What is the problem?
Motor vehicle crashes are a leading cause of death and injuries
in the United States, yet many of these crashes might have been
prevented if collision avoidance systems—readily available and
proven to work—were installed.
Drivers—not vehicles—are the cause of most crashes. Humans make
mistakes and bad decisions, such as driving when they’re impaired,
distracted, or fatigued. That’s where collision
avoidance systems can help. They can stop a crash
before it happens or mitigate its severity. They can
also warn drivers of an impending crash so they can
take the appropriate action.
Collision avoidance system
- A collision warning system (CWS)
- Automatic emergency braking (AEB)
(Other helpful technologies include lane departure warning,
blind spot detection, and adaptive cruise control)
Although CWSs were first introduced on commercial vehicles, today,
the rate of installation in passenger vehicles is much higher than in
commercial vehicles. This is concerning, considering that the number
of combination trucks involved in fatal crashes in 2017 increased by
nearly 6 percent from 2016.
More and more passenger vehicles and light trucks are coming to
dealerships equipped with collision avoidance systems, yet many
consumers don’t know how they work. According to a 2018 study from
the AAA Foundation for Traffic Safety, many drivers don’t understand
the capabilities and limitations of the safety technologies and rely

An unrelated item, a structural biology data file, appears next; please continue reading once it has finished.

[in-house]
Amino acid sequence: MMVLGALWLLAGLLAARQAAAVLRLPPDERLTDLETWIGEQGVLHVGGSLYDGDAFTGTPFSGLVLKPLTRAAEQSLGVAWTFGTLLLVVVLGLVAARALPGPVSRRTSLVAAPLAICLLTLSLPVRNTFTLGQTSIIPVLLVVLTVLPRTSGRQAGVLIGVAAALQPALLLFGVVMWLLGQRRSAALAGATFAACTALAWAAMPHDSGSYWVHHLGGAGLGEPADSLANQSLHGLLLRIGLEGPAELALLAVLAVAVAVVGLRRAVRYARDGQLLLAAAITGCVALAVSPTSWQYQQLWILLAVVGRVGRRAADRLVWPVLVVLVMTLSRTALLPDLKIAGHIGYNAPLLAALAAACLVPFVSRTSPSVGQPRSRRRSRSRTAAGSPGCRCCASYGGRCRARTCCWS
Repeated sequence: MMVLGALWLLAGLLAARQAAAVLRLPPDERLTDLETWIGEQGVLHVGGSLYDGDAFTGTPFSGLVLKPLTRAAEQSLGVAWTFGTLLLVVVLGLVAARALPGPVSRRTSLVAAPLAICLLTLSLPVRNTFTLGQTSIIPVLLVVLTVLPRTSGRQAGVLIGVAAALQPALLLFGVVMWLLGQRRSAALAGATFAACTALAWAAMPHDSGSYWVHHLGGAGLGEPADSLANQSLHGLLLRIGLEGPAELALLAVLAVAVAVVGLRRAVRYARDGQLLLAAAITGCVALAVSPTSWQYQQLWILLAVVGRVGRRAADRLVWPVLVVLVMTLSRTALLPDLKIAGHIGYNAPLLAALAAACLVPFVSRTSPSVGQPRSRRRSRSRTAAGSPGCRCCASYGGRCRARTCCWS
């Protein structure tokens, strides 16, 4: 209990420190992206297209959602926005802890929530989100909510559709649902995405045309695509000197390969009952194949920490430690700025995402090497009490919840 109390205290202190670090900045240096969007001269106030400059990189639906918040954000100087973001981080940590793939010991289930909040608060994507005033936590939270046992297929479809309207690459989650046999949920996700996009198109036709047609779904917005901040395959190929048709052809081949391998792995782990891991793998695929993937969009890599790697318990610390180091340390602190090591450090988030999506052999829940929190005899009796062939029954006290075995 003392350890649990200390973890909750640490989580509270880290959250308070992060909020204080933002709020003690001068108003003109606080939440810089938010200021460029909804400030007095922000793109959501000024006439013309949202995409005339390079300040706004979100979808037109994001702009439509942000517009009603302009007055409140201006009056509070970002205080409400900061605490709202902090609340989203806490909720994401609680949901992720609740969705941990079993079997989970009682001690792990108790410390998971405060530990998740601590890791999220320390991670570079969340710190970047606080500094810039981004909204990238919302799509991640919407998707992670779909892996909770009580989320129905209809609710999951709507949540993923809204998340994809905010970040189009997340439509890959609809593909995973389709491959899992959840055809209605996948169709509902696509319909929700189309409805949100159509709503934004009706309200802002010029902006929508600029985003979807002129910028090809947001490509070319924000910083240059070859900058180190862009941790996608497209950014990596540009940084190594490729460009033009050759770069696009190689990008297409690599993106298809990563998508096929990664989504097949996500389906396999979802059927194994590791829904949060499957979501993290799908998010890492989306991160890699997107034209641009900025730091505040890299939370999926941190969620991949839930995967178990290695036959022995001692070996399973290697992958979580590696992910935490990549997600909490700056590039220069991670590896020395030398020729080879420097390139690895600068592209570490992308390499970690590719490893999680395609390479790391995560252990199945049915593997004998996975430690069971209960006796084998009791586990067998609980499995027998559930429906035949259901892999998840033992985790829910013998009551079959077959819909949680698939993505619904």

too heavily on them, which may actually increase the risk of crashes.
What can be done?
We have encouraged technological countermeasures to prevent
or mitigate crashes since 1995. In 2015, we released a study
(SIR-15/01) on the benefits of forward collision avoidance systems
and their ability to prevent thousands of crashes. The report
analyzed nine catastrophic commercial vehicle crashes that would
have been prevented or mitigated with these systems. The report
included recommendations to passenger and commercial vehicle
manufacturers to include forward collision avoidance systems
as standard equipment in all new vehicles. Several months after
our report, in an agreement with National Highway Traffic Safety
Administration (NHTSA) and the Insurance Institute for Highway
Safety, passenger vehicle manufacturers promised to do exactly
what our recommendations asked for: to make AEB standard
equipment in all newly manufactured vehicles by 2022.
This is a step in the right direction, but more can be done to ensure
these technologies are implemented more quickly—especially in
commercial vehicles (heavy-duty trucks and buses)—and to increase
consumer awareness of their benefits and capabilities.
To increase implementation of collision
avoidance systems, the following actions
should be taken:
- Complete standards for collision warning and AEB systems in
commercial vehicles and require this technology in all highway
- Improve consumer awareness about collision avoidance systems
available in passenger vehicles by rating them in the New Car
Assessment Program’s 5-Star rating system, and include the ratings
on vehicle Monroney labels.
- Install and make standard in all vehicles forward collision
avoidance systems that, at a minimum, include a collision warning
component. They should not just be options sold as part of expensive
- Buy vehicles with collision warning and AEB systems. Learn how
these systems work and understand their limitations. They help you
drive safely; they do not drive the vehicle for you.
- Educate consumers on the capabilities and limitations of forward
collision avoidance systems.
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